The Foreign and Commonwealth Office is being stretched, almost to the limit, and a more realistic approach by the Department and by Ministers is needed, as well as a clearer definition of priorities.
The FCO is struggling to meet the continuing demand for policy support, and “the machine is being worked to the limit”, says the Foreign Affairs Committee in a report published today. On top of the day-to-day business of sustaining a foreign policy at a time of particular turbulence in the Middle East, the FCO has had to meet the demands of the London 2012 Games, the expansion of the network of posts under the ‘Network Shift’, and the greater emphasis on commercial work. The net effect, says the Committee, has been to divert resources from mainstream policy areas and to complicate the Department’s efforts to derive savings from headcount reductions.
Sir Richard Ottaway, Chairman of the Committee, said today:
“We’re sounding a warning. We have no problem with an active and ambitious foreign policy. But we’re getting a distinct impression that the FCO may be trying to do too much when capacity is limited by a tough Spending Review settlement. It’s actually had to increase staff in order to cope with policy demands, and it’s not on track to meet its target of a 10% headcount reduction in UK-based staff by 2015. What we’re saying is: be realistic, live within your means, and make sure that priorities are clearly defined.”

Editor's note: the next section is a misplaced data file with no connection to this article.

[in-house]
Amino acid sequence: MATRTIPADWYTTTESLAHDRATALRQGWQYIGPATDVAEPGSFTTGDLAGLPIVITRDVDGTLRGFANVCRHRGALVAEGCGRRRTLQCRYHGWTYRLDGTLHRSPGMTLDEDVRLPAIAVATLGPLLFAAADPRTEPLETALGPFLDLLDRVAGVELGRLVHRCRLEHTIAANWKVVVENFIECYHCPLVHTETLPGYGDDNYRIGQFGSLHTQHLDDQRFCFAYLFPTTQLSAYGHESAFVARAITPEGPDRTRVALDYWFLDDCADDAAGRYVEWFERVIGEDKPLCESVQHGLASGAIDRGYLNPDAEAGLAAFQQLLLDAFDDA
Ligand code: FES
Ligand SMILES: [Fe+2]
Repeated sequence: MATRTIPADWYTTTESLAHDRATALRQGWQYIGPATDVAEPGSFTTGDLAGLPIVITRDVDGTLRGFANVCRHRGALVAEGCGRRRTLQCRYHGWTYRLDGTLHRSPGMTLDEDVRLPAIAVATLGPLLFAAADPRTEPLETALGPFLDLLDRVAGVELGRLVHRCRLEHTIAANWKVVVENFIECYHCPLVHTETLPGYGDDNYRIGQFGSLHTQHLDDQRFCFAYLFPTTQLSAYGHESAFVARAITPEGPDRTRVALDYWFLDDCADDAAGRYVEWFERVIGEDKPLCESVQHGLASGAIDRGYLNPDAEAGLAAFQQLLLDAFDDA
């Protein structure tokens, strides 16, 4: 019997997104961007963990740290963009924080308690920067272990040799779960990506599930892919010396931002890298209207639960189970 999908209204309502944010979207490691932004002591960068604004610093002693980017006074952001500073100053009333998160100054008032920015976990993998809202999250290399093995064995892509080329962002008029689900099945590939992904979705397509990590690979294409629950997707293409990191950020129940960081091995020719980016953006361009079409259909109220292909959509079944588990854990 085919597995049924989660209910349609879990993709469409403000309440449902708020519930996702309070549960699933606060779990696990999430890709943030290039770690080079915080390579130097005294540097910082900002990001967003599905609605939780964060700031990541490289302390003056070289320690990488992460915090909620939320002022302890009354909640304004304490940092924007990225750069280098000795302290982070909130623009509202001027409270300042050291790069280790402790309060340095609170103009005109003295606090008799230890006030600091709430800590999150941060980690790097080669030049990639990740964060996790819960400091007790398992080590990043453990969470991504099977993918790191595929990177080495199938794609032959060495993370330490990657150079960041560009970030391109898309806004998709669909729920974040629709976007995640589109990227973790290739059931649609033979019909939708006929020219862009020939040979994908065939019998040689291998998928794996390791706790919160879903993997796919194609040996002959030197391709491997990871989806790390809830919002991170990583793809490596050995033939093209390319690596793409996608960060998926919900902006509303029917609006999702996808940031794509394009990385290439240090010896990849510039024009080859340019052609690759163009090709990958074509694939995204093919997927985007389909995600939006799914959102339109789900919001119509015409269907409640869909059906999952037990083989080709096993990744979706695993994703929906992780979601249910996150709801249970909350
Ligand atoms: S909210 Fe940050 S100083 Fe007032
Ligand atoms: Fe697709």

The Committee welcomes the increase in funding for the BBC World Service announced by the BBC Trust in June. But the announcement covers only 2014-15. If the BBC Trust is to honour its argument that funding from the licence fee provides a level of certainty and stability, it should announce funding levels for the World Service for the remainder of the current BBC Charter period. The Committee is opposed to proposals for a wider commercialisation of the BBC World Service now being considered by the BBC Trust.
The Committee is strongly in favour of retaining a degree of public funding for the British Council, which promotes a wider knowledge of the UK and its culture abroad. The future form and function of the Council is subject to a review initiated by the Cabinet Office, but the Committee says that “if the Council were to cease to exist, there would be a diminution of British influence abroad”. The current mix of public and self-generated funding “is better than any other in allowing for a strong British influence and presence overseas and a deeper understanding of Britain, its culture and values, at an acceptable cost to the taxpayer”.